After many travelers complained that prices for flights out of Florida ahead of Hurricane Irma were suddenly skyrocketing, several airlines are now capping fares and, in some cases, opening up more seats to meet demand.
Let there be limits
Delta Air Lines
Delta is switching to larger aircraft and adding flights to airports in Punta Cana, Nassau, Freeport, Key West, Miami, Ft. Lauderdale, Sarasota, Orlando, and more. The airline also says that more than 2,000 seats have been added to airports along Irma’s path to help customers evacuate the area.
The carrier has also capped one-way fares in all cabins at $399 for flights to and from southern Florida through Sept. 13.
“There’s only so much airline capacity to any destination,” the airline said in a statement. “When bad weather hits, there’s typically a surge of last-minute demand. Normally, these last-minute fares may be expensive. When bad weather may affect a city or region, an airline can make more last-minute, lower-fare seats available to help people who need to travel find and get an affordable fare.”
JetBlue is “offering any remaining seats in select markets” at reduced fares starting at $99 and going up to $159, including taxes, until Sept. 13. However, “due to high interest in this offer, seats are predominantly sold out,” the airline said on Thursday.
American said that although most of its flights out of Florida have sold out, it has put a limit of $99 on the price of one-way ticket for a main cabin seat, also through Sept. 13.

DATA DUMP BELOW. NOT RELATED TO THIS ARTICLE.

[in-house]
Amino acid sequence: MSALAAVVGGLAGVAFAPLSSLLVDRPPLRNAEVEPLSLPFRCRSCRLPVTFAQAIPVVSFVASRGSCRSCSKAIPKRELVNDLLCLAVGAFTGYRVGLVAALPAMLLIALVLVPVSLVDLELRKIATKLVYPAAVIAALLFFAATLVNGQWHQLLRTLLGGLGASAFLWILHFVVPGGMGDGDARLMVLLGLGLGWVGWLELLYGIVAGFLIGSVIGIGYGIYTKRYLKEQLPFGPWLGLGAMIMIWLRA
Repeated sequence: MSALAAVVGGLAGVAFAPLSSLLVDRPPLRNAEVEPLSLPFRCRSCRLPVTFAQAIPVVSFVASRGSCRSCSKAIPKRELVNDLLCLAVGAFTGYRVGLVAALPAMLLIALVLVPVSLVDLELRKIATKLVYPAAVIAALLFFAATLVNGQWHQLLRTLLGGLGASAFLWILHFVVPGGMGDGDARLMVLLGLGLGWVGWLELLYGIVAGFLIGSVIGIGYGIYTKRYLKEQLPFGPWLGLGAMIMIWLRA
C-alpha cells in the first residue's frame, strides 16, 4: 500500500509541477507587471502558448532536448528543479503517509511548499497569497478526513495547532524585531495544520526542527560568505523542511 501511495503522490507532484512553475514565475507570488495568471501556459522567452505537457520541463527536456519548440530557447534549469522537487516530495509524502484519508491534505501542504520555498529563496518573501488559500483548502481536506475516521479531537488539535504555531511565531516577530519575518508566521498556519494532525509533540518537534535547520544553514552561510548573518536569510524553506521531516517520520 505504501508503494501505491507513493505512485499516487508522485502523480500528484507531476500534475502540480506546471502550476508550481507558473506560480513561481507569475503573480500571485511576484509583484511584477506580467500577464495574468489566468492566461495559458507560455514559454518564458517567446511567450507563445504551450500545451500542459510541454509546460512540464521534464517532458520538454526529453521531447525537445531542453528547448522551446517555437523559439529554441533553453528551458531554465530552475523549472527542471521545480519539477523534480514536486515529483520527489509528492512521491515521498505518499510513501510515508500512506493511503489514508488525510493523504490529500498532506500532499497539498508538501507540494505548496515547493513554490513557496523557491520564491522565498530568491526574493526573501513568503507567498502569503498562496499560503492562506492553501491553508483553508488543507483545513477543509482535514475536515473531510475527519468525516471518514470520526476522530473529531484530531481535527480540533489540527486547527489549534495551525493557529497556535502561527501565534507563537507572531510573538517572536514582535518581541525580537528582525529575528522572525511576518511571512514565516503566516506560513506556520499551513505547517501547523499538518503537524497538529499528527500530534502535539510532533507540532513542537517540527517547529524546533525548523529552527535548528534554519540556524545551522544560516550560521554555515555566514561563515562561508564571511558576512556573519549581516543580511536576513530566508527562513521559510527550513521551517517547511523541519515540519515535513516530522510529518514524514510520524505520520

The airline has sold out all seats out of the state through Friday, and has added six new flights, All those flights have been capped at $399, the airline said, reminding travelers that it has also enacted a travel waiver and has expanded the cities and dates of that waiver. More information is available on United.com.
“We are suspending operations in South Florida beginning tomorrow afternoon. This will extend into the weekend,” a United spokesperson told Consumerist.
While price-gouging is illegal in Florida after a declared state of emergency, airlines are regulated by the federal government and thus, are not subject to state laws.
To that end, after many travelers reported fares of more than $1,000 for seats on flights out of Florida, the Department of Transportation said that it has received consumer complaints from areas impacted by Harvey and Irma, and that it will evaluate whether they raise any violations of our regulations.”